June 6, 2016
The Fox River originates in marshland in southern Wisconsin. Flowing down into northeastern Illinois it merges with the Chain O’Lakes, a region of glacial kettles and hills in the upper reaches of the Valparaiso Morraine. On June 6 my friend Paul and I visited Volo Bog that lies just east of the Fox River and south of the Chain O’Lakes. It was cool, cloudy and breezy, weather common each year to just few days in early June; great weather for a hike into and around the bog. Volo Bog is our state’s only quaking bog with open water at its center.
Walking the boardwalk into the heart of the bog we passed through successive rings of changing plant life. Cattail dominated marsh around the outer edges surrounds a ring of dense brush that encircles yet another ring comprised of Tamarack trees. Just inside the Tamaracks an inner ring, a floating mat of sphagnum moss, cattails, and sedges surrounds the open-water-eye of the bog. We were informed that all these rings, even the brush and Tamaracks, are floating. There once may have been fifty feet of water beneath them. They float on years and years of collected organic matter that has coalesced into a dense life supporting buoy, buoyant enough to uphold the weight of large trees.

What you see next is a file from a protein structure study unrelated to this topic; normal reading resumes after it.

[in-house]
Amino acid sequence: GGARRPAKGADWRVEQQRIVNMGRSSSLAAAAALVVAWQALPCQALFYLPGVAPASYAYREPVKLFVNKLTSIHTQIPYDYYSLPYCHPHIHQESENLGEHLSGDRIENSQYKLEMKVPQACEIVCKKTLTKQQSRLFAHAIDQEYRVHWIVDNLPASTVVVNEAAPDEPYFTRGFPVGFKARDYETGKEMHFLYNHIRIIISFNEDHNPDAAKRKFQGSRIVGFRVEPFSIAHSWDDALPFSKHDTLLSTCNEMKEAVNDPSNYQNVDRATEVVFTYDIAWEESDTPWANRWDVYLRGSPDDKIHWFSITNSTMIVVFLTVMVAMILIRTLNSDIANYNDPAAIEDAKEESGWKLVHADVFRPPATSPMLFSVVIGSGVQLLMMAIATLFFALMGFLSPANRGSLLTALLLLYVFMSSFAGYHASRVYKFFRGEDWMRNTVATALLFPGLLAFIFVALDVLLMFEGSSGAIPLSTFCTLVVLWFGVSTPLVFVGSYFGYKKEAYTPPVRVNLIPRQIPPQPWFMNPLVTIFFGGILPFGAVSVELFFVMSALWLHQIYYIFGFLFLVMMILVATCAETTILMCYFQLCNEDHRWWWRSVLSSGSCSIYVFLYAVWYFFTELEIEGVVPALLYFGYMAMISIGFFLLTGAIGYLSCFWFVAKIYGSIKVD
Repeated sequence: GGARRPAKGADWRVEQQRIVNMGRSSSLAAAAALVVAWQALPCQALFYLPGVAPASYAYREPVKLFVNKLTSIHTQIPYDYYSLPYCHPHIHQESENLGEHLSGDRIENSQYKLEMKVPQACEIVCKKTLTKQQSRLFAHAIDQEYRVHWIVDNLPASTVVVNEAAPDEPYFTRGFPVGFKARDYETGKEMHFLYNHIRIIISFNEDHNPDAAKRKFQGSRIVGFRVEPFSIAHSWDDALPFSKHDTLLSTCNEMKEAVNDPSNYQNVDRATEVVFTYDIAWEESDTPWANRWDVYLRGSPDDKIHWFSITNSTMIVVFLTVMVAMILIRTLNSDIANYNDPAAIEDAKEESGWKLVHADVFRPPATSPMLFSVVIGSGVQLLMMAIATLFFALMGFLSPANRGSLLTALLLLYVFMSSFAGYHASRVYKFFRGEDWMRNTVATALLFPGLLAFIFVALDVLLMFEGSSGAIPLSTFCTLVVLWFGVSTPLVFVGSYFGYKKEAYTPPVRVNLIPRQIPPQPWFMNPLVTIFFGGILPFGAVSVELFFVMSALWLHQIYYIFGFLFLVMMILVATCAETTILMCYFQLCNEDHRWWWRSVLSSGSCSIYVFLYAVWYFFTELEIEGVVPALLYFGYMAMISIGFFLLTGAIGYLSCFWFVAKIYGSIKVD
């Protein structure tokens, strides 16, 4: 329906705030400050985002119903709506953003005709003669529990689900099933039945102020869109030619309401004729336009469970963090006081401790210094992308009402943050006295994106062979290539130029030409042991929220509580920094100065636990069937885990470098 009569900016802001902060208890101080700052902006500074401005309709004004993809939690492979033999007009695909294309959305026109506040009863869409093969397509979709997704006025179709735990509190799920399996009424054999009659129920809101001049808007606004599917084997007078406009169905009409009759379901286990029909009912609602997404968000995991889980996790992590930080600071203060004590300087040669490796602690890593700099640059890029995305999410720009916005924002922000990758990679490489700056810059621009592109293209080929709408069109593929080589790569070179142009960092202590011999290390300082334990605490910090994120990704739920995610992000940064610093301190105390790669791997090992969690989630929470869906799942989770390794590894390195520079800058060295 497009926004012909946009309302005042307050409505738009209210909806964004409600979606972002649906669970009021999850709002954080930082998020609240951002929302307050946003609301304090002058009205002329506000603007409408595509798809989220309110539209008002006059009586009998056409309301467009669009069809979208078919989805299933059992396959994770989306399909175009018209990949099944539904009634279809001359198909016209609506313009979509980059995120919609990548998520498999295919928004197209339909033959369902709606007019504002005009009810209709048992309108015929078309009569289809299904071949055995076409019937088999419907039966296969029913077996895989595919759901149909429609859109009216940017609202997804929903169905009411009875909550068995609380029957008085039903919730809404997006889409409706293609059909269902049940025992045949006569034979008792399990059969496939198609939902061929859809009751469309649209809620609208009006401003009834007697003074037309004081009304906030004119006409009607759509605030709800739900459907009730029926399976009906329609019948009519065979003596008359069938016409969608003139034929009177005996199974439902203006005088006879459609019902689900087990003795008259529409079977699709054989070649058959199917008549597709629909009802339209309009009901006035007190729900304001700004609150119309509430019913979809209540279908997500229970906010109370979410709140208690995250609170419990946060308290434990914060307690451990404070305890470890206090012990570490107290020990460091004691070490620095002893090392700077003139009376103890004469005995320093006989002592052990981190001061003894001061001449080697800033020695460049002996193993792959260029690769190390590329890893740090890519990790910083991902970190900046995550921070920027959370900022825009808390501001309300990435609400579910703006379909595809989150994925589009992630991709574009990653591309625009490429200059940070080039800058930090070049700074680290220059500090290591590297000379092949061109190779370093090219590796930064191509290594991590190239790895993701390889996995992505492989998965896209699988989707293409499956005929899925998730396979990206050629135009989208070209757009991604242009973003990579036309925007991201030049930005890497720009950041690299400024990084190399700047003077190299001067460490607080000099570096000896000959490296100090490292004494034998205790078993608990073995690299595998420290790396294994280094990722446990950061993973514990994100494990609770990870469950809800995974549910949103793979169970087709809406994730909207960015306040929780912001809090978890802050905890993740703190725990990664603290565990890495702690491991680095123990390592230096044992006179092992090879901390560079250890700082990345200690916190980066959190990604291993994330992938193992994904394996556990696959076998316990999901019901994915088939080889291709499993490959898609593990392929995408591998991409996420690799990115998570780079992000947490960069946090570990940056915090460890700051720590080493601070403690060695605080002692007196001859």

It was quiet and still at the eye of the bog. The Tamaracks were mirrored perfectly in the small circle of dark open water and their reflection suggested the deep layers of organic material beneath on which the Tamaracks stand. This mysterious place invited imagining and we stood quietly not wanting to leave, conjuring ages and ages of natural history. Of course we did this in relative ignorance of the complex geologic, geographical, and biological facts and processes that make Volo Bog what it is. We enjoyed a naïve unknowing sort of communion with the Bog. No doubt we gazed unwittingly past a million precious facts to which we were oblivious.
But what would communion be in a relationship that could not sustain itself over the reaches of our unknowing? Whatever we may know about the world and ourselves is always partial, always incomplete. Communion takes us beyond our limited grasp of factual knowledge. It leads us to a kind of faith that the ineffable world we confront is one to which we are purposely fitted. Like Volo Bog itself, we float in faith over unfathomable waters below.